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China May Soften Charges, Reduce Fine on Embattled Ant Group

A smaller fine will follow its founder Jack Ma’s recent return to China after staying overseas for more than a year after a dramatic regulatory crackdown

The logo of Ant Group, an affiliate of Alibaba, is pictured at the company's headquarters in Hangzhou, Zhejiang province, China
The logo of Ant Group, an affiliate of Alibaba, is pictured at the company's headquarters in Hangzhou, Zhejiang province, China. Photo: AFP


Chinese regulators are likely to reduce a fine imposed against Ant Group, formerly owned by embattled billionaire Jack Ma, and downgrade charges against the tech giant, sources have said.

Regulators are now considering a fine of about 5 billion yuan ($728 million) — about a quarter less than the more than $1 billion initially planned — three people with knowledge of the matter said.

The moves come as Beijing looks to end a years-long clampdown on marquee technology firms, and bolster confidence within the crackdown-hit private sector as part of efforts to spur growth.


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Chinese authorities, notably the People’s Bank of China (PBOC), are expected to announce the fine in the coming months after driving a revamp at Ant, which saw its $37 billion IPO scuttled in late 2020.

The PBOC and Ant did not immediately respond to request for comment.

The fine would help pave the way for the fintech giant to secure a long-awaited financial holding company licence, seek growth, and eventually revive its plans for a market debut.

For the broader technology sector, an Ant fine decision will mark a key step towards the end of China’s bruising crackdown on private enterprises that started with the scrapping of Ant’s IPO and has wiped billions off market values of Chinese companies.


Significant move

A smaller fine will follow founder Ma’s recent return to China after staying overseas for more than a year since the IPO fiasco.

It will offer support for Beijing’s softening tone toward the private sector at a time when the world’s second-largest economy, battered by Covid-19, looks to reopen.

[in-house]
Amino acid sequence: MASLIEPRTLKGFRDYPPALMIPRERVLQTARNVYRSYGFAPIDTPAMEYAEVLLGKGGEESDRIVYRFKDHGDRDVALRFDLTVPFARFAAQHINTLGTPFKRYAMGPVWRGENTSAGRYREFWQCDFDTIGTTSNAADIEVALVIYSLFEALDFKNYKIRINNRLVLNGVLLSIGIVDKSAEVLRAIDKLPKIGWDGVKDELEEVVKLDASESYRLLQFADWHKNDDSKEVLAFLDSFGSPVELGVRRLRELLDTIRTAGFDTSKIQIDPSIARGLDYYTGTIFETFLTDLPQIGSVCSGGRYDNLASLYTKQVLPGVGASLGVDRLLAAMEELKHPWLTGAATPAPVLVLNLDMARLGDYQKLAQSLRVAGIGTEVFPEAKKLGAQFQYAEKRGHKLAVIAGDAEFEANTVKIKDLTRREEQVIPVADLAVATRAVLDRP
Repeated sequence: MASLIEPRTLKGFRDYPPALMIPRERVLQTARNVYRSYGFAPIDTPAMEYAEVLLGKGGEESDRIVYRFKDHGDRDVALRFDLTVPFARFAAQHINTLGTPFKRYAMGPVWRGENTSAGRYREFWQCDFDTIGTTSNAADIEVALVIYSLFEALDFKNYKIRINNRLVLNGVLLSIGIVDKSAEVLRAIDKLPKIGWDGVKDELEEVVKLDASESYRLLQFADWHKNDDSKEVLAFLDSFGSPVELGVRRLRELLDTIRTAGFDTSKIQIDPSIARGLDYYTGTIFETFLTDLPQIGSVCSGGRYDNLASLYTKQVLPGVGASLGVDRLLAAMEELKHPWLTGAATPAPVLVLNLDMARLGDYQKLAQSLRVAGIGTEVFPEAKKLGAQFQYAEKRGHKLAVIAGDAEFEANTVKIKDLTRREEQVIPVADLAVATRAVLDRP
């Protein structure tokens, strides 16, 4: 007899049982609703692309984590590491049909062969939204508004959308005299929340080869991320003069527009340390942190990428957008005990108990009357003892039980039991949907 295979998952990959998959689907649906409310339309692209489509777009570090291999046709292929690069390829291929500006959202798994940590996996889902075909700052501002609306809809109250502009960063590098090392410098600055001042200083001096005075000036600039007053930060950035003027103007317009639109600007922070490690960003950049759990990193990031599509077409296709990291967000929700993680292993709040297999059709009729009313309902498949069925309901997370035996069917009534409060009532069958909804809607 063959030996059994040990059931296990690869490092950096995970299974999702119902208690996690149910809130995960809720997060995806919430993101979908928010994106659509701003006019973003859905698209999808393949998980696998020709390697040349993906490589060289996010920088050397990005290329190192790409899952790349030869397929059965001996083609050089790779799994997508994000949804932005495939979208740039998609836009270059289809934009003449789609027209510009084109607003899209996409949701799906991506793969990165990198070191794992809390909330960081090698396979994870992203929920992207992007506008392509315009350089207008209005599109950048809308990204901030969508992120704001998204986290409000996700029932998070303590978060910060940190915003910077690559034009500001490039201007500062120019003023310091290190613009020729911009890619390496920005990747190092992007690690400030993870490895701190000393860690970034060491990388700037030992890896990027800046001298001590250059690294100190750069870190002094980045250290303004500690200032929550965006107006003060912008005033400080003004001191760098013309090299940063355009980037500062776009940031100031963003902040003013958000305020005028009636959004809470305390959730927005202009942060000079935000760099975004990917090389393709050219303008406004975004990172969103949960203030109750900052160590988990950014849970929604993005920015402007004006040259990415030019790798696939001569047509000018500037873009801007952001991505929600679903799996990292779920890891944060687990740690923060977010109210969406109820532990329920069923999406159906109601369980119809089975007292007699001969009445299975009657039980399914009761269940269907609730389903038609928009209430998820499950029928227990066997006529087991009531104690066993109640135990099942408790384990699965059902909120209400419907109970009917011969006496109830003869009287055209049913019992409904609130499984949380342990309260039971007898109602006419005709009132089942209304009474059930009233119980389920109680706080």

China’s $17-trillion economy grew just 3% in 2022, one of its worst showings in decades, but gathered pace in the first quarter of this year.

A lower fine could also help reduce any negative impact on Ant and the fintech sector given the scale of Ant’s business and its significance to the industry, sources said.

The amount of the fine is, however, still subject to changes, they cautioned.


Softer charges

Regulators have been considering reducing the fine since at least January and have been in informal communication with Ant about it, one of the people with knowledge of the matter said.

Apart from lowering the fine, authorities are also looking to soften the wording of their charges against Ant, two of the people said, in a move that is likely to further quell concerns of China’s private sector.

Authorities now plan to cite financial risks and operating certain business without proper licences as the triggers for the fine, the people added.

Earlier, the fine was likely to be focused on alleged violations related to “disorderly expansion of capital” and the corresponding financial risks its once freewheeling businesses caused.


Sweeping revamp

Ant has been undergoing a sweeping business overhaul since April 2021, which includes turning itself into a financial holding firm, subject to rules and capital requirements similar to those for banks.

Just a day after Ma’s return to China in March, Alibaba said it was planning to split into six units and explore fundraisings or listings for most of them, a move seen by investors as a signal Beijing’s regulatory crackdown on corporates was ending.

Ant, which operates super-app Alipay, has businesses spanning payment processing, consumer lending and insurance products distribution.

Ma, a former English teacher, previously owned more than 50% of voting rights at Ant, but in January the fintech giant said he would give up control of the company as part of the revamp.


  • Reuters, with additional editing by Vishakha Saxena


Also read:


Alibaba Shares Jump After News it Will Split Into Six Units


Jack Ma Returns to China in Sign of Easing Tech Crackdown


Record Inflows to Emerging Market Funds After China Reopening


Foreign Money Flowing Back Into China on Alibaba, Ma Boosts


Vishakha Saxena

Vishakha Saxena is the Multimedia and Social Media Editor at Asia Financial. She has worked as a digital journalist since 2013, and is an experienced writer and multimedia producer. As a trader and investor, she is keenly interested in new economy, emerging markets and the intersections of finance and society. You can write to her at [email protected]


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